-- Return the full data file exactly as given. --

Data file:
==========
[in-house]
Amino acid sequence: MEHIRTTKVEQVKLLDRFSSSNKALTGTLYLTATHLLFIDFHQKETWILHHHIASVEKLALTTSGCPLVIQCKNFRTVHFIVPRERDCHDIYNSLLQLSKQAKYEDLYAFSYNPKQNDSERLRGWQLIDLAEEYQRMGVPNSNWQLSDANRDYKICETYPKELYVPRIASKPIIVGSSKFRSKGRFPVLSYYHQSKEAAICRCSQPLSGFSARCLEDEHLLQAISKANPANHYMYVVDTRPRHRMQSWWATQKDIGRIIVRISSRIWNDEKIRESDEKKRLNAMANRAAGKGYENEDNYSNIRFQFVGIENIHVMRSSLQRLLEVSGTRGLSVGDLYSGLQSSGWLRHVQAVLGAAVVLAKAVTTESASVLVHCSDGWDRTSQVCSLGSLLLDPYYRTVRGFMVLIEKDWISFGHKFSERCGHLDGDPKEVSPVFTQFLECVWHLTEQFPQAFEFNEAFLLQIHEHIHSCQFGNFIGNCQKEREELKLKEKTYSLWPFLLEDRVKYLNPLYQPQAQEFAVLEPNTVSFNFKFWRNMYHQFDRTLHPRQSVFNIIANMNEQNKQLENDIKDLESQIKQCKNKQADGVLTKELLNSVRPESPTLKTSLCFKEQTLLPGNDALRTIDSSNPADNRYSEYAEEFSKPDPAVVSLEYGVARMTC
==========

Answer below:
[in-house]
Amino acid sequence: MEHIRTTKVEQVKLLDRFSSSNKALTGTLYLTATHLLFIDFHQKETWILHHHIASVEKLALTTSGCPLVIQCKNFRTVHFIVPRERDCHDIYNSLLQLSKQAKYEDLYAFSYNPKQNDSERLRGWQLIDLAEEYQRMGVPNSNWQLSDANRDYKICETYPKELYVPRIASKPIIVGSSKFRSKGRFPVLSYYHQSKEAAICRCSQPLSGFSARCLEDEHLLQAISKANPANHYMYVVDTRPRHRMQSWWATQKDIGRIIVRISSRIWNDEKIRESDEKKRLNAMANRAAGKGYENEDNYSNIRFQFVGIENIHVMRSSLQRLLEVSGTRGLSVGDLYSGLQSSGWLRHVQAVLGAAVVLAKAVTTESASVLVHCSDGWDRTSQVCSLGSLLLDPYYRTVRGFMVLIEKDWISFGHKFSERCGHLDGDPKEVSPVFTQFLECVWHLTEQFPQAFEFNEAFLLQIHEHIHSCQFGNFIGNCQKEREELKLKEKTYSLWPFLLEDRVKYLNPLYQPQAQEFAVLEPNTVSFNFKFWRNMYHQFDRTLHPRQSVFNIIANMNEQNKQLENDIKDLESQIKQCKNKQADGVLTKELLNSVRPESPTLKTSLCFKEQTLLPGNDALRTIDSSNPADNRYSEYAEEFSKPDPAVVSLEYGVARMTC